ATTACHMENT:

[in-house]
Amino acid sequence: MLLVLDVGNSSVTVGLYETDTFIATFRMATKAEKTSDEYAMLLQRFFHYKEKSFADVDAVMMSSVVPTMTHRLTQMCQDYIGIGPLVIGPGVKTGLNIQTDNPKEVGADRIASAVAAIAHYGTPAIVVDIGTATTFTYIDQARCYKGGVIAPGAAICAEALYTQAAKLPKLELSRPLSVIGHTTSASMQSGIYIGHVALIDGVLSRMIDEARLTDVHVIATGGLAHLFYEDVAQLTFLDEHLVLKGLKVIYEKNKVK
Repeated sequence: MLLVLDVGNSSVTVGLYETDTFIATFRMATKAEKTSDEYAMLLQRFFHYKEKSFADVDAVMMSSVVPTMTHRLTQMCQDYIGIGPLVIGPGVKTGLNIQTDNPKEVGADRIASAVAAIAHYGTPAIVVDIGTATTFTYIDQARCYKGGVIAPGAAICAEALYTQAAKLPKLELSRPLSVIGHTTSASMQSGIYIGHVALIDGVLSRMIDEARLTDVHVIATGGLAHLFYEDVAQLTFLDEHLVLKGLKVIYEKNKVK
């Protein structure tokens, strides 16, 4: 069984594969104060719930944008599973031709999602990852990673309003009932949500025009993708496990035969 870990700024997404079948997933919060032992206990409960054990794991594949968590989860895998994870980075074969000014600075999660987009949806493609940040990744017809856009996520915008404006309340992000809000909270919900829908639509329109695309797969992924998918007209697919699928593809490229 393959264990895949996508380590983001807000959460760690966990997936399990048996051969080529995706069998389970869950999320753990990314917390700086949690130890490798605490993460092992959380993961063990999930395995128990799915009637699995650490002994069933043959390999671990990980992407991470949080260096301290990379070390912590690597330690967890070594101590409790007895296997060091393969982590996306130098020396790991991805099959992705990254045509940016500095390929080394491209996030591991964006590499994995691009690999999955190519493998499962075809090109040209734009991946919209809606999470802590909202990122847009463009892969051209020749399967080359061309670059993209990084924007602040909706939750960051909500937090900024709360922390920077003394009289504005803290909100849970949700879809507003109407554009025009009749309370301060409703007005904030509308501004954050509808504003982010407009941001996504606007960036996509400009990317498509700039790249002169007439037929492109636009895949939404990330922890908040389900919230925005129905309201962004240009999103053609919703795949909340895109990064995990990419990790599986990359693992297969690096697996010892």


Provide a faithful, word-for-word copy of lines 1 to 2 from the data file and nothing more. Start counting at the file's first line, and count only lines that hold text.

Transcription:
[in-house]
Amino acid sequence: MLLVLDVGNSSVTVGLYETDTFIATFRMATKAEKTSDEYAMLLQRFFHYKEKSFADVDAVMMSSVVPTMTHRLTQMCQDYIGIGPLVIGPGVKTGLNIQTDNPKEVGADRIASAVAAIAHYGTPAIVVDIGTATTFTYIDQARCYKGGVIAPGAAICAEALYTQAAKLPKLELSRPLSVIGHTTSASMQSGIYIGHVALIDGVLSRMIDEARLTDVHVIATGGLAHLFYEDVAQLTFLDEHLVLKGLKVIYEKNKVK